2019 European Parliament election in Gibraltar

The British Overseas Territory of Gibraltar was a part of the European Parliament constituency combined region of South West England.[1] Elections were held in Gibraltar on 23 May 2019 as part of the EU-wide elections after the date of EU withdrawal was delayed by the UK Government.[2]

2019 European Parliament election in Gibraltar

 2014 23 May 2019

contributes towards 6 seats to the European Parliament
  First party Second party Third party
Leader Vince Cable Nigel Farage Jonathan Bartley and Siân Berry
Party Liberal Democrats Brexit Party Green
Alliance Liberal
Leader since 20 July 2017 22 March 2019 4 September 2018
Last election 67.2% New party 1.2%
Popular vote 7,220 746 467
Percentage 77.4% 8.0% 5.0%
Swing 10.2% 8.0% 3.8%

  Fourth party Fifth party
Leader Jeremy Corbyn Theresa May
Party Labour Conservative
Alliance Socialist Labour Social Democrats
Leader since 12 September 2015 13 July 2016
Last election 9.2% 17.2%
Popular vote 411 256
Percentage 4.4% 2.7%
Swing 4.8% 14.5%


Gibraltar's European Union Withdrawal Act was passed in March 2019 with the support of the governing GSLP–Liberal coalition and an independent MP. The opposition Gibraltar Social Democrats originally did not intend to support the bill but later voted for it, but against parts of the legislation.[3][4]

The withdrawal agreement is supported by the governing GSLP-Liberal coalition,[5] but opposed by the opposition Gibraltar Social Democrats.[6]

According to the Gibraltar newspaper Panorama, there had been a rise in Euroscepticism in Gibraltar since Spain was given a veto by the EU over Gibraltar's participation in the withdrawal agreement.[7]


Candidates from the Brexit Party, Liberal Democrats, English Democrats and UKIP visited Gibraltar to campaign in the elections. The Liberal Democrat lead candidate for the constituency accepted that there was "anger and frustration" with regards to the EU's actions towards Gibraltar after the referendum result, but stated that she felt the party's anti-Brexit message was being received well.[8]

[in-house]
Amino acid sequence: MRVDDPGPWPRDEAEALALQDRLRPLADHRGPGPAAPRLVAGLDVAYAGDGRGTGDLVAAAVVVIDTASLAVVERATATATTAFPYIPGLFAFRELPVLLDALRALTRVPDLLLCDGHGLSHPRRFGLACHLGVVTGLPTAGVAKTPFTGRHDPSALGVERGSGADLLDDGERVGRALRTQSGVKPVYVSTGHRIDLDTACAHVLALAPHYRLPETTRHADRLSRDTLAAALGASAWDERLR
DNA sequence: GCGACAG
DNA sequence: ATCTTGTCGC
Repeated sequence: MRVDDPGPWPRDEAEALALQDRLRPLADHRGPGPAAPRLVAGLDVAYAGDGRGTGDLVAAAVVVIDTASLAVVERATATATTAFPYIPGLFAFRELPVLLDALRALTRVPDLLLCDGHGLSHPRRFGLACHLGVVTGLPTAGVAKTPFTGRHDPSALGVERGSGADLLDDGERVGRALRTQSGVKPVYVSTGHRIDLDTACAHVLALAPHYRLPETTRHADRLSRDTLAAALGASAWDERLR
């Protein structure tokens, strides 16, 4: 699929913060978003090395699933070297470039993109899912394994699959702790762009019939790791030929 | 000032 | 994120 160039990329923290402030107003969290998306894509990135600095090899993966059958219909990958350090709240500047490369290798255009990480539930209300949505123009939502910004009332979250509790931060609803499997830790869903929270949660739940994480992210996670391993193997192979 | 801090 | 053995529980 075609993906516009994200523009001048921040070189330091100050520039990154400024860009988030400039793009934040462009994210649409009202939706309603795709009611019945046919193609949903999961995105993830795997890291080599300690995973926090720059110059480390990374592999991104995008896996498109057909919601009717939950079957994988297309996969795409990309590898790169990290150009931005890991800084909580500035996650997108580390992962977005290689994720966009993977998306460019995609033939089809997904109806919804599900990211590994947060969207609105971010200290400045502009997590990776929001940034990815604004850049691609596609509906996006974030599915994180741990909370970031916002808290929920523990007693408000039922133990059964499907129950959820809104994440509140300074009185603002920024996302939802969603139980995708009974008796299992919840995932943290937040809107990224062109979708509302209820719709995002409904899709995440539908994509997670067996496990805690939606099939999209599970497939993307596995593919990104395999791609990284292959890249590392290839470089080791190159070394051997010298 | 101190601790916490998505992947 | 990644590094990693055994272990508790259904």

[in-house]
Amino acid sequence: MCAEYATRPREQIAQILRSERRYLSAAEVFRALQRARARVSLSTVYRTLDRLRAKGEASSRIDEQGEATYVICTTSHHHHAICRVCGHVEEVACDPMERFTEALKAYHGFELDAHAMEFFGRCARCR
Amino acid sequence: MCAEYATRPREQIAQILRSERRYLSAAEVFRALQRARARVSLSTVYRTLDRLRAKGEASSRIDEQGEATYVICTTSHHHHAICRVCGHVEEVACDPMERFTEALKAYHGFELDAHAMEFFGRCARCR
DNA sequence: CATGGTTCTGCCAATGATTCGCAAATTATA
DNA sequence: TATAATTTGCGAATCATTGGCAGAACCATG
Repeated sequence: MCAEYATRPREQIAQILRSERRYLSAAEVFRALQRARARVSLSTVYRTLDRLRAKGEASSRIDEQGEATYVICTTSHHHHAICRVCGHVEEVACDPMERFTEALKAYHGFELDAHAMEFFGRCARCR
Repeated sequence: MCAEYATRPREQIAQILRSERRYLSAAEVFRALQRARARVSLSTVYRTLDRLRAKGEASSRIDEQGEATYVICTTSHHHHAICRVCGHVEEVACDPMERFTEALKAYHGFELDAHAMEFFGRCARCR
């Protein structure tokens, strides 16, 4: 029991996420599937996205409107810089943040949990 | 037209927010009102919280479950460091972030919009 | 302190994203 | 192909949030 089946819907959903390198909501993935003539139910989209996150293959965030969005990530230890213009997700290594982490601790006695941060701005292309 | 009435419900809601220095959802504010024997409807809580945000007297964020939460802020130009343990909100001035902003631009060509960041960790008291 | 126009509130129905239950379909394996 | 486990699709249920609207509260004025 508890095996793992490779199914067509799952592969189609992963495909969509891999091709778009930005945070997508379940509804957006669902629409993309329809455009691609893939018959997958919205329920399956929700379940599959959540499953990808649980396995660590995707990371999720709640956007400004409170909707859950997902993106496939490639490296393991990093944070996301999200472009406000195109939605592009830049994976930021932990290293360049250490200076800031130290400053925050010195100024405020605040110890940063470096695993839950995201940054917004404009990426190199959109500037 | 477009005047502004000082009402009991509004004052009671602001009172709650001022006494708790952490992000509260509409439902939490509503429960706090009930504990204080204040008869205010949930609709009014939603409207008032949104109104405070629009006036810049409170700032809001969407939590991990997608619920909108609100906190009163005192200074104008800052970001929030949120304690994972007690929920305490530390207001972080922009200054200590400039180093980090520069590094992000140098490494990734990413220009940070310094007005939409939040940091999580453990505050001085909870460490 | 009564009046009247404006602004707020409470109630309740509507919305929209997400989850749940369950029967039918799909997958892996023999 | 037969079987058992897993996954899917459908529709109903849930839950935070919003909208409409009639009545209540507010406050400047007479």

Brexit Party candidate, James Glancy expressed concerns over the ramifications for Gibraltar of European federalisation, the Common Security and Defence Policy and influence of Spanish politicians in the EU in the event that Brexit does not happen.[9]


PartyVotes won[10]Vote share (%)Change (%)
Liberal Democrats || 7,220 || 77.4 || +10.2
Brexit Party || 746 || 8.0 || New
Green || 467 || 5.0 || +3.8
Labour || 411 || 4.4 || -4.8
Conservative || 256|| 2.7 || -14.5
UKIP || 84 || 0.9 || -3.1
Change UK || 77 || 0.8 || New
English Democrat || 59 || 0.6 || +0.3
Independent - Mothiur Rahman || 5 || 0.1 || New
Independent - Larch Maxey || 3 || || New
Independent - Neville Seed || 3 || || New

The result was a win for the Liberal Democrats, reflecting "clearly pro-EU and pro Remain" sentiment and with the Brexit Party taking second place, which "reflects not just frustration with the stagnated Brexit process, but also anger at the way the EU has backed Spain during the withdrawal negotiations", according to the Gibraltar Chronicle.[11]

See also